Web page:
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[Read] ➵ The science of Discworld By Terry Pratchett –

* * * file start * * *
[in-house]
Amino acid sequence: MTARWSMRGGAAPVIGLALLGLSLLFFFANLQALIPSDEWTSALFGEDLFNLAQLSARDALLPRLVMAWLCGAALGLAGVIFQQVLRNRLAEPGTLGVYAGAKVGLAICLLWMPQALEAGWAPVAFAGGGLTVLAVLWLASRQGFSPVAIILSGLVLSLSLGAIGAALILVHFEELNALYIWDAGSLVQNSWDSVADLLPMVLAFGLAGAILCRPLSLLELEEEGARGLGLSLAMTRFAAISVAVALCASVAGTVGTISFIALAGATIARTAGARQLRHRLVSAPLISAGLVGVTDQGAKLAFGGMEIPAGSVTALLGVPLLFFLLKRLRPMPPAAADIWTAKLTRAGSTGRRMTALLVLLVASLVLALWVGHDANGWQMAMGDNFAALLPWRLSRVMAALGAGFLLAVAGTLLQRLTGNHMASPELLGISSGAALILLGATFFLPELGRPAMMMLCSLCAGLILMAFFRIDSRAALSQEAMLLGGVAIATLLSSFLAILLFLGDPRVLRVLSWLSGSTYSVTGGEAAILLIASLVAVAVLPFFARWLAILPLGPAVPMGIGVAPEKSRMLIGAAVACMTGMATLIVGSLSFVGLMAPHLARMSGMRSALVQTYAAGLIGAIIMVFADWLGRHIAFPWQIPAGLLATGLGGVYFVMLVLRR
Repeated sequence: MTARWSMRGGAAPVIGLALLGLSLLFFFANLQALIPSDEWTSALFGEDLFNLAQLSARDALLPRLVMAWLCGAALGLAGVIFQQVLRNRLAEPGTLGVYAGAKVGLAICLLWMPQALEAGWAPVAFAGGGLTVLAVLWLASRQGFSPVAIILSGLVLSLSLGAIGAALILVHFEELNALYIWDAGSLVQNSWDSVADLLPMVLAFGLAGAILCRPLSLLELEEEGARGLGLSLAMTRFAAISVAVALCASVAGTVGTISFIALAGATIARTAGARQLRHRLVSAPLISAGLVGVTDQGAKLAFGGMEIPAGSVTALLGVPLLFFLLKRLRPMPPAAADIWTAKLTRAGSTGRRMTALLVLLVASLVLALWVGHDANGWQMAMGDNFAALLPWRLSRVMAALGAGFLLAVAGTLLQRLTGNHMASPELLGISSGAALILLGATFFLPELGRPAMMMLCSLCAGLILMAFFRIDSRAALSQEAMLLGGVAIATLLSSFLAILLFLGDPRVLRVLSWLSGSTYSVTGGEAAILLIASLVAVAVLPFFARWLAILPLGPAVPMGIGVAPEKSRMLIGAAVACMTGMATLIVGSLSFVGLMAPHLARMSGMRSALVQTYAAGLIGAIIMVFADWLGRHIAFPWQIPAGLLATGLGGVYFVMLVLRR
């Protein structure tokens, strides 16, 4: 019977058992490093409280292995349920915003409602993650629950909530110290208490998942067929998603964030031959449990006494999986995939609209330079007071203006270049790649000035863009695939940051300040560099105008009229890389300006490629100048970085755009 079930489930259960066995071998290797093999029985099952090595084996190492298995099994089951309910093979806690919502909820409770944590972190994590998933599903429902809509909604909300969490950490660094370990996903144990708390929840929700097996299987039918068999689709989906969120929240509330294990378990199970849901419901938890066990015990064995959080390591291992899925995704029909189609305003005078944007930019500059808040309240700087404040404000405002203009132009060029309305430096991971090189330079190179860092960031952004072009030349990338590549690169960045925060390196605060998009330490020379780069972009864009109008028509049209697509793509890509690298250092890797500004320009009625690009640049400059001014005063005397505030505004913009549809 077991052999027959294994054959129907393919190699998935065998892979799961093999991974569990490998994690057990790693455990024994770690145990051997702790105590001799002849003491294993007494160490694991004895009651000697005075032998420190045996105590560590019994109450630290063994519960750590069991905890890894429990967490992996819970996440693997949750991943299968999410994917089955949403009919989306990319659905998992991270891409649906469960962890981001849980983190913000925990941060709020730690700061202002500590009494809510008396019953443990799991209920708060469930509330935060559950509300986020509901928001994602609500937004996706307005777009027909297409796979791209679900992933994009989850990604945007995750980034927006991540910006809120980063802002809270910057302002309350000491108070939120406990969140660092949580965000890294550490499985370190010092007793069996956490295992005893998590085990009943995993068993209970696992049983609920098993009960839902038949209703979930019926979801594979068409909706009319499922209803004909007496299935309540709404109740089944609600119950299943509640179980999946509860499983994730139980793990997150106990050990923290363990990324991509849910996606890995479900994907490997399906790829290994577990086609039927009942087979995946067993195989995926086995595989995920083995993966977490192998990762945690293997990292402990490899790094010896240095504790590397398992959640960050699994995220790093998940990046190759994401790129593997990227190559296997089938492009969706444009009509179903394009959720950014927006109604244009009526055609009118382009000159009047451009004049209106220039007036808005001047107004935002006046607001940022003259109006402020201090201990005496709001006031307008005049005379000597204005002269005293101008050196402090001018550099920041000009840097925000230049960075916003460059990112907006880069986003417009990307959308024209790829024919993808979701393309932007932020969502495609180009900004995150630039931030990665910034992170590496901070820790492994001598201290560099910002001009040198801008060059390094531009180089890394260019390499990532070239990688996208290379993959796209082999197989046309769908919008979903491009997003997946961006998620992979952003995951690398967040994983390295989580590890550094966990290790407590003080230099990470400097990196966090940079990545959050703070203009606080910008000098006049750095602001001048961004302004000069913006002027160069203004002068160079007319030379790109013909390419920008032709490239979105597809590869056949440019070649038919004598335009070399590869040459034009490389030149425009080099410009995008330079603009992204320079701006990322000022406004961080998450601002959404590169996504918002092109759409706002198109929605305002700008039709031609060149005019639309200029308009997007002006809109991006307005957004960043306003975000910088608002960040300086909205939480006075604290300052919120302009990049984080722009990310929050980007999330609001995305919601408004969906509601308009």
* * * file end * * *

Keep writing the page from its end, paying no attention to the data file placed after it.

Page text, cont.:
First book I DNF d after 30% I wanted a good fiction and what we got was a class on the creation of the universe Eh, so disappointed. The Science of Discworld is an odd sort of Discworld book Based on the name, I had thought it was going to delve into detail about the fictional workings of the Discworld Like, say, how the giant turtle and the elephants stay alive outside of an atmosphere or how water on the Discworld gets replenished when it keeps falling off the disc If that last sentence makes it sound like I ve gone off the deep end, then you clearly haven t tried reading Discworld.The science in this book is actually about the real science of our own world, with a very thin Discworld story interspersed between the science bits The Discworld part of the story takes place in the Unseen University, where the wizards end up creating a simulation of the birth of a universe remarkably like ours, followed by many million years worth of evolution on roundworld , a planet that is also remarkably like ours Each short Discworld based chapter is then followed up with a science chapter discussing topics related to what s going on in the Discworld story.For the first 25% of this book, I wasn t sure I was going to make it through to the end The science parts were boring me to tears because they mostly covered either terribly basic concepts or entirely theoretical topics that I wasn t very interested in reading about As it went on, it got interesting, although there were still scattered bits of boredom here and there If this had been a book about computer science, I probably would have enjoyed the theoretical parts equally as well as the practical parts Actually, even though it wasn t at all the focus of the story, computer science did get a few mentions here and there, and I particularly enjoyed those parts When it comes to the natural sciences, however, my interest isn t strong enough to sustain me through theory I enjoyed it when the authors discussed what we do know and why we think we know it, whereas the various speculations about things we have no way of knowing for sure were frustrating to me than interesting.The Discworld part of the story was very short, but amusing It served as a nice way to break up the science bits and provide some humor However, the story had a major logical flaw that annoyed me to no end view spoiler It s supposed to be physically impossible for anybody to get into the Roundworld experiment, but Hex is able to use suits to let people enter Roundworld virtually Rincewind is the first person made to try this, and the luggage shows up physically in Roundworld, supposedly following Rincewind there But Rincewind s actual, physical body is still in Unseen University There s no logical reason that the luggage should have ended up inside the experiment It was only done as cheap story trick to allow the wizards to get materials to and from Roundworld by having them transported via the luggage hide spoiler When A Wizardly Experiment Goes Adrift, The Wizards Of Unseen University Find Themselves With A Pocket Universe On Their Hands Roundworld, Where Neither Magic Nor Common Sense Seems To Stand A Chance Against Logic The Universe, Of Course, Is Our Own And Roundworld Is Earth As The Wizards Watch Their Accidental Creation Grow, We Follow The Story Of Our Universe From The Primal Singularity Of The Big Bang To The Internet And Beyond Through This Original Terry Pratchett Story With Intervening Chapters From Cohen And Stewart We Discover How Puny And Insignificant Individual Lives Are Against A Cosmic Backdrop Of Creation And Disaster Yet, Paradoxically, We See How The Richness Of A Universe Based On Rules, Has Led To A Complex World And At Least One Species That Tried To Get A Grip Of What Was Going On Back in the late 90s, there was a whole slew of Science Of books The science of Star Trek, X Files, Star Wars, all of them did their best to explain the fantastic in terms of what we already knew about science They weren t trying to disprove these worlds saying that warp speed is impossible, for example, or how The Force violates any number of natural laws but rather they tried to figure out how we could explain these things, and perhaps, someday, make them real.This isn t that sort of book.The Discworld, as the writers say straight out, runs on stories, on some mysterious element that we might call Narrativium Things happen a certain way because that s how they re supposed to happen The eighth son of an eighth son HAS to become a wizard, even if he turns out to be a daughter And a million to one shot HAS to come off, because the Story demands it.In this story, the wizards at the Unseen University at Ankh Morpork have a little problem Their thaumic reactor, built in the middle of the squash court, is pumping out dangerous levels of magic enough to turn most of the Ankh Morpork plains into the playground of horrible betentacled Things from the Dungeon Dimension So, in order to siphon off the massive amounts of magic being generated from splitting the thaum, they channel the extra energy into the Roundworld Project Essentially they create a universe where magic and Narrativium do not exist It s a place that works on its own laws but, unlike the Discworld, it does not work towards any particular end.Our universe, as it turns out.The wizards watch our world form, try to figure out the rules, and watch it progress They see life emerge, make its best effort towards intelligence, and then get wiped out Over and over.The wizards give us an interesting perspective the creation of the universe and the evolution of intelligent life collapsed down to about a week They re able to use a kind of magical VR to watch things in real time, but still, they have a wide view of Earth history that allows commentary on the other part of the book.Interleaved with the Discworld story about the Project, Stewart and Cohen talk about the science that the wizards are watching Where the stars came from, how the moon got formed, what primeval Earth might have looked like, how life arose and, most importantly, how it managed to stick around for so long.Viewed on a long scale, the Earth is not really a very hospitable place Giant rocks and snowballs falling from the sky every few million years, ice ages and volcanic catastrophes, disasters of nearly every imaginable magnitude Species rising, flourishing and vanishing without so much as a ripple in the fossil record Nice, pleasant weather, like we have now, is relatively rare.As Rincewind says, This world is an anvil Everything here is between a rock and a hard place Every single thing on it is the descendant of creatures that have survived everything the world could throw at them I just hope they never get angry Pratchett is a fantastic writer, as we all know, and somehow Stewart and Cohen manage to keep up with him The chapters on hard science are just as interesting and entertaining as those with the wizards They illuminate the concepts that the wizards don t understand There are no turtles anywhere and set you up for what will come next It s a rare book that can educate and entertain with consistency, and this book achieves it.Next up will be the followup books Let s see how they hold up. My girlfriend tried to buy this book for me while we were browsing a second hand bookshop I said No thanks and I said it firmly because I really don t like those series tie in books that people write which might have the original authors name on the cover but are actually written by second rate hacks hired by the publisher to milk the last drop of cash from the cow.Luckily my girlfriend ignored me completely and bought it anyway because this is not one of those books.This book doesn t try and give a scientific explanation for how a discworld could exist supported on the backs of four elephants or how discworld light can move slowly enough for you to watch it wash over the landscape Instead it describes our universe, the solar system, earth and the life on it through the eyes of people living on the discworld It does it darned well too. Imagine sitting down to read a book from your favorite author At the end of the first chapter your friend takes away the book and replaces it with a transcript of the show Cosmos with Neil deGrasse Tyson You like Cosmos and Mr Tyson is interesting so you read it At the first break, your friend takes away Cosmos and replaces it with the book by your favorite author that you had started reading Now imagine doing this 45 times and you have the idea behind The Science of Discworld.The Terry Pratchett book is The Lost Continent I believe and it gets interrupted at odd places because Mr Pratchett doesn t do chapters The science is presented in an interesting way by Ian Stewart and Jack Cohen but a lot of the chapters drag on especially when the Pratchett chapters fly by They ve made the effort to find relevant parts of the Pratchett book to match up with relevant parts to the science that they want to discuss but sometimes its a stretch.The book was okay, not sure I would recommended it and I certainly don t want to read the next two books in the series Recommended for people who have had the following thoughts I ve heard a lot about this Discworld business, but I wish it had, like, science, you know I love Discworld, but I wish there was a book that was even of the wizards of Unseen University being dicks to each other I love popular science nonfiction, but what if I could read a fantasy novel at the same time The wizards of Unseen University and Rincewind have accidentally created a pocket universe, and in that universe is a world which, against all narrative good sense, appears to be round and not carried on the back of a turtle at all It runs on some simple rules and a bit of bloody minded stubbornness Every time our wizardly friends poke it with a stick, the authors jump in to explain the science of what happens, from the Big Bang to the evolution of humanity It s a brisk survey of the sciences, returning to the wizards every other chapter for some stick poking.The science bits draw heavily on a conceit they call lies to children, by which they mean the oversimplifications you use in teaching to introduce difficult concepts Things like the planetary model of the atom completely wrong, but pedagogically useful Lies to children aren t bad they re necessary But once you ve grasped the basics, the lie to children can be swept away and replaced with the facts Except they aren t, always, which is where the authors of the book figure they come in.I did notice some inaccuracies, especially in the paleontology bits, although I can t entirely decide whether to chalk them up to the book being published 14 years ago, or actually being wrong And in the molecular biology bits my actual area of expertise there were some lies to children that never actually got corrected But in fairness, the book s already 400 pages long They didn t have time.In spite of all that I enthusiastically recommend this book It s fun You don t get someone like Terry Pratchett every century, but the science chapters are almost as cheeky and entertaining as the fiction bits Rating there s 3 books in the series and my birthday is in October please and thank. Don t expect your typical lighthearted novel as you d normally get from Terry Pratchett Instead, you will find a hilarious, whimsical look at the deep scientific theories and explanations of how scientists believe our universe and world works If you ve avoided topics like gravitational forces, quantum theory or evolution, then this is the book for you Seriously.The magic of this book is how the authors take the unreality of Discworld and use it to show the reader how our universe and world work The wizards of Unseen University take us on a time traveling journey as they peer into our universe beginning at its inception and then periodically along the way until they glimpse us and then our possible future The beauty of this framework is how complex theories and scientific discoveries are broken down into manageable pieces of information.The authors dismiss the idea of God or gods in favor of evolutionary theory dropping in subtle remarks and even a few not so subtle quips While they admit to science being a huge amount of guessing and not knowing, they refuse to admit the possibility of a Creator.The content is such that young readers would really be lost and even many teens would find this hard to understand The only curse word doesn t even count in my book because it really was used in context Sex comes up quite often, but only as it relates as a motivational factor for animals I d say this book is really suited to older teens and adults, regardless if they are familiar with Terry Pratchett s works or not. Unfortunately the Science in this book was too basic for me, but I must applaud the authors for their approach through Discworld Now, what kept me reading was the story of the wizards I must point out that it was difficult not to cheat and skip over all the science chapters But I would have enjoyed this book even if I was younger. Real review to follow Once upon a time, there was Discworld There still is an adequate supply Discworld is the flat world, carried through space on the back of a giant turtle, which has been the source of, so far, twenty three novels, four maps, an encyclopaedia, two animated series, t shirts, scarves, models, badges, beer, embroidery, pens, posters, and probably, by the time this is published, talcum powder and body splash if not, it can only be a matter of time. Two of my favorite things combined science and Discworld There is just NO WAY this book can disappoint me Not possible I am excited like I don t know, insert your own favorite metaphor here Yi peee